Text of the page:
Tuesday, January 08, 2008

No One Knows Anything

Watching the persistent lead Clinton maintained throughout the night as the results came in, from 5% of the districts reporting, all the way through to the end, I kept on waiting for the tide to turn. It never did.

How could so many of the polls, and the Obama and Clinton camps' own internal tracking numbers, all of which projected a double-digit victory for Obama, have been so wrong?

My first hunch was race. First, it is my hunch that New Hampshire voters are less open to the idea of voting for a black man than voters in Iowa. I'm from Connecticut, and am well aware of the genteel racism that pervades the Northeast. This racism has interesting roots: in the Northeast, we are often self-congratulatory about living in a progressive, educated, sophisticated part of the country. Some of this identity is built in opposition to the stereotype of Southern identity: ignorant, crude, racist. Our Northeastern self-congratulation makes our version of racism less out in the open and up front than Southern racism, but still powerful and pervasive. Iowa, being in the center of the country, likely does not have this self-congratulatory attitude we New Englanders tend to have and probably felt as if they were sending a message by voting for Obama -- and were probably less hesitant to vote for a black man.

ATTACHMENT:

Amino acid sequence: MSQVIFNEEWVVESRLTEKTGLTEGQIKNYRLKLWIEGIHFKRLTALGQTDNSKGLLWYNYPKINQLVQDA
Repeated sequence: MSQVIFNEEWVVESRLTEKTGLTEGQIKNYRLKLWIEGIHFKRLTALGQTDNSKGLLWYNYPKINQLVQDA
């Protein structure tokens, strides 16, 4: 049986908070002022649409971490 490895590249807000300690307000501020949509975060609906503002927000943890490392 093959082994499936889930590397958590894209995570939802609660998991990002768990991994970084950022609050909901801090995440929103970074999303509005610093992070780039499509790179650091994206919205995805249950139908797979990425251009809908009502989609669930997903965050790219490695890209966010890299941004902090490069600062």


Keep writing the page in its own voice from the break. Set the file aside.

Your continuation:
New Englanders -- and especially New Hampshirites, who are the most conservative and crabby residents of the Northeast -- don't feel the need to go out on a limb for a candidate like Obama because we are so smug and full of our sense of ourselves as sophisticated and tolerant. Crudely put, it's my sense that many of my fellow New Englanders are, in their own way, probably less ready to vote for a black candidate than Americans in other parts of the country.